The firings appear to be illegal in light of evidence the company acted in a discriminatory manner, US District Judge Sheryl Lipman said in an order on Thursday.
The decision is a victory for the US National Labor Relations Board (NLRB), which has been confronting an alleged crackdown by Starbucks on a nationwide unionisation push by its workers.
The union Starbucks Workers United has prevailed in elections this year at more than 200 of the chain’s roughly 9,000 corporate-run US stores, which were all union-free until the labour group’s first victory last December. NLRB regional directors around the country have issued more than 20 pending complaints against the company.
Starbucks, which has denied wrongdoing, said it planned to appeal and would ask that the ruling be put on hold in the meantime. “Interest in a union does not exempt partners from following policies that are in place to protect partners, our customers and the communities we serve,” the company said in a statement.
The company has said that the Memphis employees weren’t punished for their involvement with the union or for talking to the media, but rather because they let off-duty staff and non-employees, including journalists, into their store when it was closed, and violated numerous safety rules.
The fired employees, who call themselves the “Memphis Seven”, are the most prominent among dozens of workers across the country who the union argues were fired for organising. Since being terminated, the Memphis employees have taken part in protests in Tennessee and in Starbucks’ Seattle hometown, spoken at the South by Southwest festival, met with legislators and worked to organise fellow baristas.
“We’re beyond thankful the federal court ruled in our favour, and this just goes to show that Starbucks will do everything in their power to silence us,” said Nabretta Hardin, one of the fired pro-union employees in Memphis.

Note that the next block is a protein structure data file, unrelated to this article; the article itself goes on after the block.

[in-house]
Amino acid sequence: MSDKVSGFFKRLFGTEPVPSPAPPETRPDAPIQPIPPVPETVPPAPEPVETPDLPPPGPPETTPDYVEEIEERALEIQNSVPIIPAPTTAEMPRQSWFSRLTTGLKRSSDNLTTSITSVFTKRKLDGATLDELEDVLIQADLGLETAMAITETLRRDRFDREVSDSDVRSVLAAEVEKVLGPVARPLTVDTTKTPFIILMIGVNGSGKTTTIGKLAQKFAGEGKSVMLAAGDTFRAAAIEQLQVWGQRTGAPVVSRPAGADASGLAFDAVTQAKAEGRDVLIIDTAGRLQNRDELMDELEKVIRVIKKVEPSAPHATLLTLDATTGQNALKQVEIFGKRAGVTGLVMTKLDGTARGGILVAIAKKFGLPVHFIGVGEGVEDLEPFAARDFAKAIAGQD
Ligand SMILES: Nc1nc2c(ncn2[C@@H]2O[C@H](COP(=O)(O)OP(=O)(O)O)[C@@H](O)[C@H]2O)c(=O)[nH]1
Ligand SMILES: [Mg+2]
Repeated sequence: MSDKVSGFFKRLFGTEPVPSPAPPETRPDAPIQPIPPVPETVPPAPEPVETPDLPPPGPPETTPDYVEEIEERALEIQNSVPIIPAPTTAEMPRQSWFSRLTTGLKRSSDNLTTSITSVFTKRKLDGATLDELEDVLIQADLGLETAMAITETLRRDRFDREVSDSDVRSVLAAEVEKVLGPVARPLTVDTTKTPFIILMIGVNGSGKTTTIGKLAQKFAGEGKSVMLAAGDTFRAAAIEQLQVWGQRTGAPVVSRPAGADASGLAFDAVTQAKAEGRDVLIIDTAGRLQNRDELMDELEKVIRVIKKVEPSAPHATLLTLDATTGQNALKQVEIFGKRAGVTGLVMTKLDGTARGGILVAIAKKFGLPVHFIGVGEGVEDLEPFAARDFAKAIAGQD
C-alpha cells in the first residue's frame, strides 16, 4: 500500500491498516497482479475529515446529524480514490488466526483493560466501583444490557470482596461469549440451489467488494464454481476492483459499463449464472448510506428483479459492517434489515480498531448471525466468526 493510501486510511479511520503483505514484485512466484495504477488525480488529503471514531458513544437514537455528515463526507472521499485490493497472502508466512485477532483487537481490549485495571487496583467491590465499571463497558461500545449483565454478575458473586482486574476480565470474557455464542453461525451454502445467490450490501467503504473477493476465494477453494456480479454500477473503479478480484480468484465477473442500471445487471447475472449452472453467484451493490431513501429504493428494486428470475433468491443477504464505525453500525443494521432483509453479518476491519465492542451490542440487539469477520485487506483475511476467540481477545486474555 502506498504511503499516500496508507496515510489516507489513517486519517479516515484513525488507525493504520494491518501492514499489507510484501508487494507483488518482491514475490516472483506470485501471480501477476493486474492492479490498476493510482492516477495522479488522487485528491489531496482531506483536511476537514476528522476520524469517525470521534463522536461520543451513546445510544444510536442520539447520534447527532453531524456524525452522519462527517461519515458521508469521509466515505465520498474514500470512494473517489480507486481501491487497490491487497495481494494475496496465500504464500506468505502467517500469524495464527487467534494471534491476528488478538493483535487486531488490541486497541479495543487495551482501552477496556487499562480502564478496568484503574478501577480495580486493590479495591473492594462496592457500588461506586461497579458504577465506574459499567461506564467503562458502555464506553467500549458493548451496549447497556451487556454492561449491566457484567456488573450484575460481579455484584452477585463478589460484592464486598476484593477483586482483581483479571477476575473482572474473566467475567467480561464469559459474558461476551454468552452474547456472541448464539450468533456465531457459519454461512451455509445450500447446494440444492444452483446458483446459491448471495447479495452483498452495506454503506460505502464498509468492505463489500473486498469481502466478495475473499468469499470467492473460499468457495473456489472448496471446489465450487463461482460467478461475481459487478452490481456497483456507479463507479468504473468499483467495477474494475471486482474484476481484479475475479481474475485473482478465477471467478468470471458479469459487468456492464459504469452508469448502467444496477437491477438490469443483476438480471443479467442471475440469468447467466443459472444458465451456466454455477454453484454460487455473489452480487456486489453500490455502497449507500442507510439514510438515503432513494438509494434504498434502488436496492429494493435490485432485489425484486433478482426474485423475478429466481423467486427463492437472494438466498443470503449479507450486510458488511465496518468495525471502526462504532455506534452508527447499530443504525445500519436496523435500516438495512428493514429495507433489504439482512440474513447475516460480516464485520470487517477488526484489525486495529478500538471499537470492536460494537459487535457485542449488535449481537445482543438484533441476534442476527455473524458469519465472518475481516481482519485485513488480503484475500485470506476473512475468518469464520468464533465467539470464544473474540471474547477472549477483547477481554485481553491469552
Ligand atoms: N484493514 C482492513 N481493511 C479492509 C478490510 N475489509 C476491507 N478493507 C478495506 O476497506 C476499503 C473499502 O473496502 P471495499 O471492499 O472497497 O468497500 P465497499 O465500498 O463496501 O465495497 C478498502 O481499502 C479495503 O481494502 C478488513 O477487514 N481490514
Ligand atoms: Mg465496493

US labour law prohibits companies from retaliating against workers for taking collective action to improve their working conditions, including union-organising.
But the labour board, which prosecutes alleged violations of that law, has no authority to make companies pay punitive damages. Disputes over alleged retaliatory firings can drag on for years, hampering organising efforts even if the employee eventually prevails.
NLRB regional offices investigate claims. If they find merit in the claims and can’t reach a settlement, the offices issue complaints, which are then considered by agency judges.
The judges’ rulings can be appealed to NLRB members in Washington and from there to federal court. The NLRB’s top prosecutor, Joe Biden appointee Jennifer Abruzzo, has said she plans to “aggressively” seek federal court injunctions to get wrongly fired employees back to work more quickly.
Abruzzo, the agency’s general counsel, called Thursday’s ruling a “crucial step” in protecting employee rights.
“Starbucks, and other employers, should take note that the NLRB will continue to vigorously protect workers’ right to organise without interference from their employer,” she said in an emailed statement.
In a June filing, Starbucks argued there was no need for an injunction because the evidence showed the firings had not actually hurt the union organising efforts. Instead, the company wrote, “the discharges emboldened union-organising activities in Memphis and throughout the nation.”